If the coronavirus has taught us anything, it’s to respect the substantial physical and psychological toll that comes with fearing for our health, loved ones, and our financial future.
And while this global pandemic may be unique in impact, millions of American workers face remarkably similar experiences in financial stress. In fact, it’s associated with a three times higher likelihood of anxiety attacks, four times higher likelihood of depression and suicidal thoughts, and, over the long term does “significant physical harm” to numerous vital bodily systems. This stress follows Americans into the workplace, where an estimated $500 billion is lost annually to lowered performance, absenteeism, and higher turnover.
It doesn’t have to be this way. Today’s organizations stand to gain powerfully from better understanding and responding to the kind of stress we’re all feeling now. Recent advancements in financial technology benefits provide a host of benefits to employers and workers alike. Here’s how.
Unanticipated emergency expenses can occur at any time, sending workers into a debt spiral.
Research shows that it’s unforeseeable emergency expenses—and the financially-inconvenient times when they arrive—that most often result in financial crises. A commuter facing a $250 car repair bill may find the expense tolerable the day after payday, for instance, but may not the day before. This experience is commonly shared, as nearly eighty percent of workers live paycheck to paycheck, and said that they worry about running out of money before payday on a weekly basis.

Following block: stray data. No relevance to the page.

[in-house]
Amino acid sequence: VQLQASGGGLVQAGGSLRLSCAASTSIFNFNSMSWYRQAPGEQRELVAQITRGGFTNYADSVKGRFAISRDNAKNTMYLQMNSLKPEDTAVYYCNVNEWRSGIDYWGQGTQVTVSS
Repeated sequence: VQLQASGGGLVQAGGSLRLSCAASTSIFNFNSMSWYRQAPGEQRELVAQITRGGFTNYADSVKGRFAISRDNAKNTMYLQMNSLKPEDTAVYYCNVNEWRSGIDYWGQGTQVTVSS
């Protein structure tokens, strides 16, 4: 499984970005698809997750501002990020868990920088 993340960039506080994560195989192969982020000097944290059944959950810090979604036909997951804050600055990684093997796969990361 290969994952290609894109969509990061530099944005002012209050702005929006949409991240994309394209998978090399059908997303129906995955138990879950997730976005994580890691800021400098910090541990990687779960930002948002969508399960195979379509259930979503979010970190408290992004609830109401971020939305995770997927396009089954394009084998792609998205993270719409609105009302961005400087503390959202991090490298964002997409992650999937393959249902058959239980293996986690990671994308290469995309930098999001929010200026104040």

Workers snagged by such an expense then face credit card debts, overdraft charges, high-interest predatory payday loans, or other financial risks—all of which can pull workers into a debt cycle that many lack the resources to escape from.
Providing daily access to pay helps employees circumvent these financial pitfalls, allowing workers to more easily absorb sudden expenses by spreading the cost across the following month’s pay. Effectively, this transforms every working day into a potential payday. Employees hit with a sudden expense can enjoy a greater piece of mind and a restful night’s sleep, instead of picking up Uber shifts on short notice, or spending company time dealing with creditors.
Early-wage access, for instance, can reduce employee turnover by a staggering 20 to 40 percent, according to a study from the Harvard Kennedy School of Government. We estimate that the average retailer could save anywhere between $800 and $4,000 for each hourly worker.
Weekly pay may soon be obsolete
Companies like Uber and Lyft have been using same-day pay for years, and many more have more recently adopted or tested such benefits. Similar benefit are in use by 20 percent of Walmart employees and15 percent of General Health System employees. Church’s Chicken also recently launched a pay pilot program, in response to labor shortages.
There’s a tremendous demand for flexible pay benefits, too, according to researcher and author Rachel Scneider, of the Aspen Institute Financial Security Program. Scneider told the Associated Press that current pay system as ill-equipped to meet workers’ needs.
“It takes no extra effort or little effort, so leaving people subject to an outdated rhythm payment or cadence, there’s no real logic to it,” Schneider said.
Today’s organizations can affordably shield their employees from the destructive power of financial stress on human health and organizational functionality. Given the harsh symptoms Americans experience, putting an end to their financial insecurity means freeing up their mind—and schedules—for thoughtful work.
Lance Katigbak is Chief of Staff at Clair.